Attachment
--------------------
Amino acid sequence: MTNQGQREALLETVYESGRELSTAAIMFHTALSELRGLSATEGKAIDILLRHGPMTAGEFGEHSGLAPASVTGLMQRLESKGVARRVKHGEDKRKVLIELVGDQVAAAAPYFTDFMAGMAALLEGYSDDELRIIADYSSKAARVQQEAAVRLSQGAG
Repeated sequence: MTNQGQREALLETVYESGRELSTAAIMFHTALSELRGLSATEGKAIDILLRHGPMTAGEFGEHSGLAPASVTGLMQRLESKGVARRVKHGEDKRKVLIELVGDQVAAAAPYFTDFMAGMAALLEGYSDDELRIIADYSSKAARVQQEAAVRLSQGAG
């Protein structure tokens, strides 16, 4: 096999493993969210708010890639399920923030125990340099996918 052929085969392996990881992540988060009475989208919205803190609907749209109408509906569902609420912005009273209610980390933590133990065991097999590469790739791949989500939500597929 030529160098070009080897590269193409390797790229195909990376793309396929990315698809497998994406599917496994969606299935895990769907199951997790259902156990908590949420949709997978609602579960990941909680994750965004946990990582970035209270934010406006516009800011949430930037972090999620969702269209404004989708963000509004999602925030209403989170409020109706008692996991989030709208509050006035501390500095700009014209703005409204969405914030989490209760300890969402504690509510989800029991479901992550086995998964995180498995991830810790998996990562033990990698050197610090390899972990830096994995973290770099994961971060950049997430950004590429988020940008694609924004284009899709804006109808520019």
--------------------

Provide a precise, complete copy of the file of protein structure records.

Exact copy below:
Amino acid sequence: MTNQGQREALLETVYESGRELSTAAIMFHTALSELRGLSATEGKAIDILLRHGPMTAGEFGEHSGLAPASVTGLMQRLESKGVARRVKHGEDKRKVLIELVGDQVAAAAPYFTDFMAGMAALLEGYSDDELRIIADYSSKAARVQQEAAVRLSQGAG
Repeated sequence: MTNQGQREALLETVYESGRELSTAAIMFHTALSELRGLSATEGKAIDILLRHGPMTAGEFGEHSGLAPASVTGLMQRLESKGVARRVKHGEDKRKVLIELVGDQVAAAAPYFTDFMAGMAALLEGYSDDELRIIADYSSKAARVQQEAAVRLSQGAG
């Protein structure tokens, strides 16, 4: 096999493993969210708010890639399920923030125990340099996918 052929085969392996990881992540988060009475989208919205803190609907749209109408509906569902609420912005009273209610980390933590133990065991097999590469790739791949989500939500597929 030529160098070009080897590269193409390797790229195909990376793309396929990315698809497998994406599917496994969606299935895990769907199951997790259902156990908590949420949709997978609602579960990941909680994750965004946990990582970035209270934010406006516009800011949430930037972090999620969702269209404004989708963000509004999602925030209403989170409020109706008692996991989030709208509050006035501390500095700009014209703005409204969405914030989490209760300890969402504690509510989800029991479901992550086995998964995180498995991830810790998996990562033990990698050197610090390899972990830096994995973290770099994961971060950049997430950004590429988020940008694609924004284009899709804006109808520019």